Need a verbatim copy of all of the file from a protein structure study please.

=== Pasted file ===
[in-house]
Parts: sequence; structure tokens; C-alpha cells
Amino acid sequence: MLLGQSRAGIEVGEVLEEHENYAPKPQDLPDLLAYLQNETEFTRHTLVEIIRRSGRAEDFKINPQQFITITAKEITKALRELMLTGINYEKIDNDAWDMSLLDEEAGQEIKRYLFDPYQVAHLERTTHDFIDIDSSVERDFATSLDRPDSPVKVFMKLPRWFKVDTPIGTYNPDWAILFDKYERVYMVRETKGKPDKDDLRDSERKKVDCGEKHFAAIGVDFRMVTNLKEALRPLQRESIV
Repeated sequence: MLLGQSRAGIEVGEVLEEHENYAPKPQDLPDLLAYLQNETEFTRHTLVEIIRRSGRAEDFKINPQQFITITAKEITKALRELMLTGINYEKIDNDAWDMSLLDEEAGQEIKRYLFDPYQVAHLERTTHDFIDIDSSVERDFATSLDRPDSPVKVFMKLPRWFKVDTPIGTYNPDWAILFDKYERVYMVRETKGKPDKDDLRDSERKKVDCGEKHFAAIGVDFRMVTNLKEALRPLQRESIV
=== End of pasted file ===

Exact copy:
[in-house]
Parts: sequence; structure tokens; C-alpha cells
Amino acid sequence: MLLGQSRAGIEVGEVLEEHENYAPKPQDLPDLLAYLQNETEFTRHTLVEIIRRSGRAEDFKINPQQFITITAKEITKALRELMLTGINYEKIDNDAWDMSLLDEEAGQEIKRYLFDPYQVAHLERTTHDFIDIDSSVERDFATSLDRPDSPVKVFMKLPRWFKVDTPIGTYNPDWAILFDKYERVYMVRETKGKPDKDDLRDSERKKVDCGEKHFAAIGVDFRMVTNLKEALRPLQRESIV
Repeated sequence: MLLGQSRAGIEVGEVLEEHENYAPKPQDLPDLLAYLQNETEFTRHTLVEIIRRSGRAEDFKINPQQFITITAKEITKALRELMLTGINYEKIDNDAWDMSLLDEEAGQEIKRYLFDPYQVAHLERTTHDFIDIDSSVERDFATSLDRPDSPVKVFMKLPRWFKVDTPIGTYNPDWAILFDKYERVYMVRETKGKPDKDDLRDSERKKVDCGEKHFAAIGVDFRMVTNLKEALRPLQRESIV